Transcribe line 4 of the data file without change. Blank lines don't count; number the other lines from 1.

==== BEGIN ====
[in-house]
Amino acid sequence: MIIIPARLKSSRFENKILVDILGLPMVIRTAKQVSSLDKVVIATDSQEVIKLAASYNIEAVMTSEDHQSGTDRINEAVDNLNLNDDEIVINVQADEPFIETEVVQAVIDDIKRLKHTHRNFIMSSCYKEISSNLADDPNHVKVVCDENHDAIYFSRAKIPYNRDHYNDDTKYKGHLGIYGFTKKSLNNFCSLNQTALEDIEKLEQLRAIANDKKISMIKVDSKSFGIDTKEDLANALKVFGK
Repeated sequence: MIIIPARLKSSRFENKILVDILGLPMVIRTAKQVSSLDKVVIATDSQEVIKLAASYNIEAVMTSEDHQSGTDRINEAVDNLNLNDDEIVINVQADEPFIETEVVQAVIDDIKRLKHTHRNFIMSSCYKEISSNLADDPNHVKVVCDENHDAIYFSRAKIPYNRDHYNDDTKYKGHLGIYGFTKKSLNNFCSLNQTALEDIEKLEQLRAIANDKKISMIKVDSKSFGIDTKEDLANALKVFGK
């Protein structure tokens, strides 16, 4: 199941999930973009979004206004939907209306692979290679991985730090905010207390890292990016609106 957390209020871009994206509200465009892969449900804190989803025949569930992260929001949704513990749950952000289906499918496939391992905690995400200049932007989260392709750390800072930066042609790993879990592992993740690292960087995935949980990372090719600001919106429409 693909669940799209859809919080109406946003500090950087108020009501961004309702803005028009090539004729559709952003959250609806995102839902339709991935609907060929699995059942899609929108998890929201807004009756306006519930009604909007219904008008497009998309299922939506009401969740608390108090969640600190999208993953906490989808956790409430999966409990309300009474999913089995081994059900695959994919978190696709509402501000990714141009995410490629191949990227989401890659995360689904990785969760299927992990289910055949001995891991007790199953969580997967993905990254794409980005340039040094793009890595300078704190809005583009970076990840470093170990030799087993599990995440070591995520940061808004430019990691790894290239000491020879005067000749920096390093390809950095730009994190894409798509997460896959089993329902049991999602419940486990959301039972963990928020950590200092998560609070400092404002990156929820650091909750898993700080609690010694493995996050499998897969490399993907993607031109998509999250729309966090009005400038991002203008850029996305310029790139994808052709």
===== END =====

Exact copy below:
């Protein structure tokens, strides 16, 4: 199941999930973009979004206004939907209306692979290679991985730090905010207390890292990016609106 957390209020871009994206509200465009892969449900804190989803025949569930992260929001949704513990749950952000289906499918496939391992905690995400200049932007989260392709750390800072930066042609790993879990592992993740690292960087995935949980990372090719600001919106429409 693909669940799209859809919080109406946003500090950087108020009501961004309702803005028009090539004729559709952003959250609806995102839902339709991935609907060929699995059942899609929108998890929201807004009756306006519930009604909007219904008008497009998309299922939506009401969740608390108090969640600190999208993953906490989808956790409430999966409990309300009474999913089995081994059900695959994919978190696709509402501000990714141009995410490629191949990227989401890659995360689904990785969760299927992990289910055949001995891991007790199953969580997967993905990254794409980005340039040094793009890595300078704190809005583009970076990840470093170990030799087993599990995440070591995520940061808004430019990691790894290239000491020879005067000749920096390093390809950095730009994190894409798509997460896959089993329902049991999602419940486990959301039972963990928020950590200092998560609070400092404002990156929820650091909750898993700080609690010694493995996050499998897969490399993907993607031109998509999250729309966090009005400038991002203008850029996305310029790139994808052709």